MONTE VERDI PLANTATION
MONTE VERDI PLANTATION. Monte Verdi, the antebellum plantation of planter and legislator Julien Sidney Devereux, was in the fertile East Texas Redlands near Anadarko and the Angelina River in southwestern Rusk County. It was among the largest plantations in Texas before the Civil War. Devereux moved to Rusk County and began buying land around 1845. The name Monte Verdi, which appears in documents for the first time in 1849, is Italian for "green mountain" and probably derives from the large hill upon which Devereux built the main plantation house. The house, constructed around 1856–57, is a sprawling two-story Greek Revival structure now considered one of the best examples of antebellum architecture in East Texas. The front façade is distinguished by six Doric columns that support a long second-story balcony. On either end of the house are tall, narrow chimneys, one of which is said to have been built with local brick. Devereux apparently had much of the lumber and furnishings shipped from Shreveport, ninety miles away. By 1850 the plantation had seventy-four slaves and produced 120 bales of cotton; it was among the 100 largest producers in Texas at the time. Over the years Devereux purchased additional parcels of land. His will of 1856 listed 10,721 acres and eighty slaves. After the Civil War the family sold the land and the house. By the late 1950s the latter, which had passed through a succession of owners, was in poor condition. In February 1959 it was bought by Mr. and Mrs. Emmett Lowry, who restored it. In 1964 the house was designated a state historical landmark.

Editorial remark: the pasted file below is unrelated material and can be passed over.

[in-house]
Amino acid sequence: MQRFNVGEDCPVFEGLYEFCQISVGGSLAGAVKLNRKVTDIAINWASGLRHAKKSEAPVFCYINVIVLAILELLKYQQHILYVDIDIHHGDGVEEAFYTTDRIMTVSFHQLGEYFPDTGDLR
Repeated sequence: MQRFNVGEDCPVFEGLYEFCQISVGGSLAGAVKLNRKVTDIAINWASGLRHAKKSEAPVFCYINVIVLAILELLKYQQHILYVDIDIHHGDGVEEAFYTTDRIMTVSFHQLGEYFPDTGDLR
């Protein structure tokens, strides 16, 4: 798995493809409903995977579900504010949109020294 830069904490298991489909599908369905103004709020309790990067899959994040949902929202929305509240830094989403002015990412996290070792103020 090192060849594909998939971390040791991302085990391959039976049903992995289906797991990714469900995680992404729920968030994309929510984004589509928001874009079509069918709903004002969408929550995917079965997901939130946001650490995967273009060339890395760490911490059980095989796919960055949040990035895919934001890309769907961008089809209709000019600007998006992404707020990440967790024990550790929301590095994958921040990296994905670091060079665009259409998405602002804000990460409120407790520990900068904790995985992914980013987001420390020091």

Kilgore Daily News, July 16, 1972. Dorman Winfrey, Julien Sidney Devereux and His Monte Verdi Plantation (Waco: Texian Press, 1962).
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The following, adapted from the Chicago Manual of Style, 15th edition, is the preferred citation for this article.Handbook of Texas Online, Christopher Long, "Monte Verdi Plantation," accessed September 30, 2016, http://www.tshaonline.org/handbook/online/articles/ccm02.
Uploaded on June 15, 2010. Modified on July 29, 2016. Published by the Texas State Historical Association.